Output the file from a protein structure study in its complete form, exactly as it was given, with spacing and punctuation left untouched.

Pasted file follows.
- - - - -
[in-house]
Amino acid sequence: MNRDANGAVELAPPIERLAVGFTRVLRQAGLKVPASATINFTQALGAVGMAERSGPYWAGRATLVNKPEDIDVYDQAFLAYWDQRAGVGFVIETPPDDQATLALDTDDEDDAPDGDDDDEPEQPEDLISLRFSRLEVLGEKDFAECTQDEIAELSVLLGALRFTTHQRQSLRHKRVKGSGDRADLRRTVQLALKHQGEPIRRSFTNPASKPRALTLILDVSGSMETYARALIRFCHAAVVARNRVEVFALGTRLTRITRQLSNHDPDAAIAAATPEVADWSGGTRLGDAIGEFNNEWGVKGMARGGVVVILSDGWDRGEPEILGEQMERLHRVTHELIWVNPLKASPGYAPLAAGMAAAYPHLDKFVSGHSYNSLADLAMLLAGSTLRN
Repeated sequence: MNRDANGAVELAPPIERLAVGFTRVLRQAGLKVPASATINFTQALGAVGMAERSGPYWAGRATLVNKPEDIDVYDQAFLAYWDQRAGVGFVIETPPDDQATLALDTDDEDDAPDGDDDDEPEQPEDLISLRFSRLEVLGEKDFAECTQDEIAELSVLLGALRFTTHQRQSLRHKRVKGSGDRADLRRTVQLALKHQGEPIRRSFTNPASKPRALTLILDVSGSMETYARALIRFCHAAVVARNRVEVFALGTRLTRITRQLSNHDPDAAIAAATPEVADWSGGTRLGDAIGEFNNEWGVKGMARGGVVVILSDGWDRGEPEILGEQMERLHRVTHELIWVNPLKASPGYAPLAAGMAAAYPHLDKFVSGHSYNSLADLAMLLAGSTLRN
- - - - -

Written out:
[in-house]
Amino acid sequence: MNRDANGAVELAPPIERLAVGFTRVLRQAGLKVPASATINFTQALGAVGMAERSGPYWAGRATLVNKPEDIDVYDQAFLAYWDQRAGVGFVIETPPDDQATLALDTDDEDDAPDGDDDDEPEQPEDLISLRFSRLEVLGEKDFAECTQDEIAELSVLLGALRFTTHQRQSLRHKRVKGSGDRADLRRTVQLALKHQGEPIRRSFTNPASKPRALTLILDVSGSMETYARALIRFCHAAVVARNRVEVFALGTRLTRITRQLSNHDPDAAIAAATPEVADWSGGTRLGDAIGEFNNEWGVKGMARGGVVVILSDGWDRGEPEILGEQMERLHRVTHELIWVNPLKASPGYAPLAAGMAAAYPHLDKFVSGHSYNSLADLAMLLAGSTLRN
Repeated sequence: MNRDANGAVELAPPIERLAVGFTRVLRQAGLKVPASATINFTQALGAVGMAERSGPYWAGRATLVNKPEDIDVYDQAFLAYWDQRAGVGFVIETPPDDQATLALDTDDEDDAPDGDDDDEPEQPEDLISLRFSRLEVLGEKDFAECTQDEIAELSVLLGALRFTTHQRQSLRHKRVKGSGDRADLRRTVQLALKHQGEPIRRSFTNPASKPRALTLILDVSGSMETYARALIRFCHAAVVARNRVEVFALGTRLTRITRQLSNHDPDAAIAAATPEVADWSGGTRLGDAIGEFNNEWGVKGMARGGVVVILSDGWDRGEPEILGEQMERLHRVTHELIWVNPLKASPGYAPLAAGMAAAYPHLDKFVSGHSYNSLADLAMLLAGSTLRN